A film about Northwest hip-hop from

Takin' Ends

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A film about Northwest hip-hop from

9th Wonder

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Do you know something about the history of this record? Do you have a favorite lyric or a favorite memory? Send us an email on why this is one of the great hip-hop albums from the Northwest. Thanks!

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A film about Northwest hip-hop from

Blowout Comb

I have to say from the git, the first time I heard Digable Planets I didn’t just sleep on them, I called in sick. Digable Planets? What kinda name is that? They call themselves doodlebug and wha? Fuck that shit is corny. Hearing them wasn’t better. The music’s all right, but it was the way they chanted their choruses like mantras, and sounded like they was on Actifed. I guess it just reminded me of too many bad poetry readings.

So, what do I think of their newest? Blowout Comb? I’m sorry to admit, it’s well, a Blowout Comb (or a pick as we used to call them in Colorado). Their chant thing still gets to me (“May 4th”), but the music on this album is so…beautiful.

“Black Ego” with its Roberta Flack cello and bass, noodley-blues guitar is !!!!!, and the lyrics fed my hed. They follow it up with “Dog It”-sax, vibes and… Damn! “Dial 7 (axioms of creamy spies)” has Sara Webb breathily singing “Black people, Black people, steal your mind back/don’t die in their wilderness. fuck that.”

“Dial 7″ is one of my favorite songs since the Young Disciple’s “Freedom Suite.” “The Art of Easing” samples Bobbi Humphrey (!). OK, OK, OK. I might’ve been wrong. (This review originally appeared in The Rocket and was written by Carlos Walker.)

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A film about Northwest hip-hop from

Buck The Saw

The Sharpshooters let us have just a little bite of what they were dishin’ out on 1993’s acid jazz Home Cookin’ compilation released a few months back. It was rich and luscious, but only a taste; turntables, organ, sax, bass, drums all groovin’ on a new kind of jazz high.

I don’t want to scare you beat-lovin’, street-sign shakin’ folks away—I use “jazz” to describe these locals because it’s the quickest way to give you an idea of what they have accomplished on this slab. Just about all the cuts on Buck The Saw would rock the foundations on any club in town. Still, this ain’t much more than an appetizer. Barely over 26 minutes at best. You really start sweatin’ to the smooth textures created by Supreme and Daddae Chill when, like a climax without orgasm, it’s over. Well, it only leaves you wantin’ more. (This review originally appeared in The Rocket and was written by Scott Griggs.)

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A film about Northwest hip-hop from

Massacre Remixes

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Do you know something about the history of this record? Do you have a favorite lyric or a favorite memory? Send us an email on why this is one of the great hip-hop albums from the Northwest. Thanks!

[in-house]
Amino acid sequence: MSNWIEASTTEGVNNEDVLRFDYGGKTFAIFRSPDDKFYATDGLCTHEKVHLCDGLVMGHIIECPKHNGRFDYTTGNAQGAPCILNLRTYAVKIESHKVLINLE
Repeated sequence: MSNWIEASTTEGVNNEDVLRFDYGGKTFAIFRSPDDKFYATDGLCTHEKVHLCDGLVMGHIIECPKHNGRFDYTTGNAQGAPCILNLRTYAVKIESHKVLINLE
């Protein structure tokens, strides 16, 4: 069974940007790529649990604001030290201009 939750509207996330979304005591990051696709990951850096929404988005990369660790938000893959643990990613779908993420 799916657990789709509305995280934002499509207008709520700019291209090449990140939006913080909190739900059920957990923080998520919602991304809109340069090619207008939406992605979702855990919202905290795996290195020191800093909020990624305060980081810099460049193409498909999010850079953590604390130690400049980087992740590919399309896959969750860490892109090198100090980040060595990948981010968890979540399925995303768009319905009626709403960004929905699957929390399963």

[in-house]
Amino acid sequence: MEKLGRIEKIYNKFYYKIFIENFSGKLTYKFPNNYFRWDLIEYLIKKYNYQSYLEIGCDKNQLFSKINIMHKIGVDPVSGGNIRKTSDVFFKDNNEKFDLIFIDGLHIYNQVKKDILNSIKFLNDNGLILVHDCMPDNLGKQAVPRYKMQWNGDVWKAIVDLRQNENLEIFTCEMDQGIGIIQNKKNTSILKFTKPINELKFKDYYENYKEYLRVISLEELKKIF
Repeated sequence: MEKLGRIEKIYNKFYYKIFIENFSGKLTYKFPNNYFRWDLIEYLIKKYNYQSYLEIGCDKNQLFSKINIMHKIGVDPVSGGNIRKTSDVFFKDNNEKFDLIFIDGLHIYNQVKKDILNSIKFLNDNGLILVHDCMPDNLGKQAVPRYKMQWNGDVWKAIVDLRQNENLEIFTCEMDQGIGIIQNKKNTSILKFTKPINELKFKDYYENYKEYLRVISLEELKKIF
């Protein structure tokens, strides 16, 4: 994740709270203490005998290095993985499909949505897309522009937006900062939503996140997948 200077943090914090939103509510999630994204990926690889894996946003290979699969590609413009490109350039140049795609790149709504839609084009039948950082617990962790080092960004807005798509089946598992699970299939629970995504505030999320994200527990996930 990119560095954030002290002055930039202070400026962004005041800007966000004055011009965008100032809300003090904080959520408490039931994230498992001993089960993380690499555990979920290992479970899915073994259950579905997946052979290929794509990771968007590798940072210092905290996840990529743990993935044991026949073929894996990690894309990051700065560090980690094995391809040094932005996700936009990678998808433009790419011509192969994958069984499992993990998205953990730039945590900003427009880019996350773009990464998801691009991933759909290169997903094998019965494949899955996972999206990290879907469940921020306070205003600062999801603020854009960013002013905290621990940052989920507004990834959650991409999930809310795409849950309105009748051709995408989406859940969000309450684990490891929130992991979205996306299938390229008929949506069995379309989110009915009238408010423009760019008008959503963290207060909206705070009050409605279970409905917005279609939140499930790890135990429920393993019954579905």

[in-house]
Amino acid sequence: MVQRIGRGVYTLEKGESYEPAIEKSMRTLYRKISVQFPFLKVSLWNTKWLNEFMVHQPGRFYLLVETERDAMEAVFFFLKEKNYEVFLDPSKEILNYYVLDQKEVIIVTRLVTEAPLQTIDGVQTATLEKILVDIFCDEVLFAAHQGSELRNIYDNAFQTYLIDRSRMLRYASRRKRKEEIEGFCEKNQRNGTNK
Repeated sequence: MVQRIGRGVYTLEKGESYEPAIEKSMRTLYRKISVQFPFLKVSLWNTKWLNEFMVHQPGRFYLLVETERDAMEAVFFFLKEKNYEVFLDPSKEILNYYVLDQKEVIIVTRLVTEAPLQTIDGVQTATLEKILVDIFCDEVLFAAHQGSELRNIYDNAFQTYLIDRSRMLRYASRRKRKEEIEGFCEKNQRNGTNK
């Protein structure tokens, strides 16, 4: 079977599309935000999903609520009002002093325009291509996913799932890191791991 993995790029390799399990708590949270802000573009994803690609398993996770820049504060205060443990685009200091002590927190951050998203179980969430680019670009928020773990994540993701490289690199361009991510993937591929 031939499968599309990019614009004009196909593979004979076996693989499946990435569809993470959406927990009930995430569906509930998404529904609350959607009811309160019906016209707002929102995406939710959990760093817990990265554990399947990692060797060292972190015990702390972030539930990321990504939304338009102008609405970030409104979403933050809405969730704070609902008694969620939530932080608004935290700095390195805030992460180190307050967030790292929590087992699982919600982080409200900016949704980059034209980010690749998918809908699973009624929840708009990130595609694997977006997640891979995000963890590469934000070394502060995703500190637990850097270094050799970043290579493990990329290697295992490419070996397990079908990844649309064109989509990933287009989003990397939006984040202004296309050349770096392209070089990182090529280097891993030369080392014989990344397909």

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A film about Northwest hip-hop from

Damn!... Da Demo

From 1994, Black Anger’s Damn!… Da Demo cassette is one of the rarest and storied objects in the history of Seattle hip-hop. Collectors discuss it with hushed tones: “So, have YOU heard Damn Da Demo?”

I once had a long debate with Larry Mizell Jr over whether this cassette was amongst the greatest record of all PNW hip-hop.

Hailing from Tacoma, Black Anger was active and acclaimed between 1994 and 2000. Their recorded output consists of a handful of spectacular 12” EPs and a later compilation of these singles called Maxed Out Singles.

This demo was their first project and it hits hard with a confidence that carries through all of their music. The lead track on this demo cassette is “nigga stick.” It’s a song of magical metamorphosis. The lyrics loop around “the stick” … first, as a symbol of oppression, then as one of self-defense, and finally as an expression of phallic pride. On the second side, the song is remixed with a chill lounge vibe that makes it both more familiar and completely unrecognizable.

The group were both talented rappers and accomplished producers (working under the name Bedroom Produksionz). You can hear these twin talents in the interplay between the beats and verses, one finding the gaps in the other like gears. This music is remarkable to listen to.

Apparently, only a handful of these demo cassettes were ever made. Olympia’s KAOS radio was in the process of throwing out this copy when musician Dawhud saved it from the trash bin. Thank you, sir, for preserving history. This is easily one of my favorite of all-time records.

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A film about Northwest hip-hop from

Chief Boot Knocka

Hmmm... There's not a lot of information about this project in the museum encyclopedia. We'd love your help! TOWN LOVE is maintained by an awesome community of passionate volunteers who keep it all up to date.

Do you know something about the history of this record? Do you have a favorite lyric or a favorite memory? Send us an email on why this is one of the great hip-hop albums from the Northwest. Thanks!

Did we get it wrong? It happens. Send us an email and let's get it corrected right away!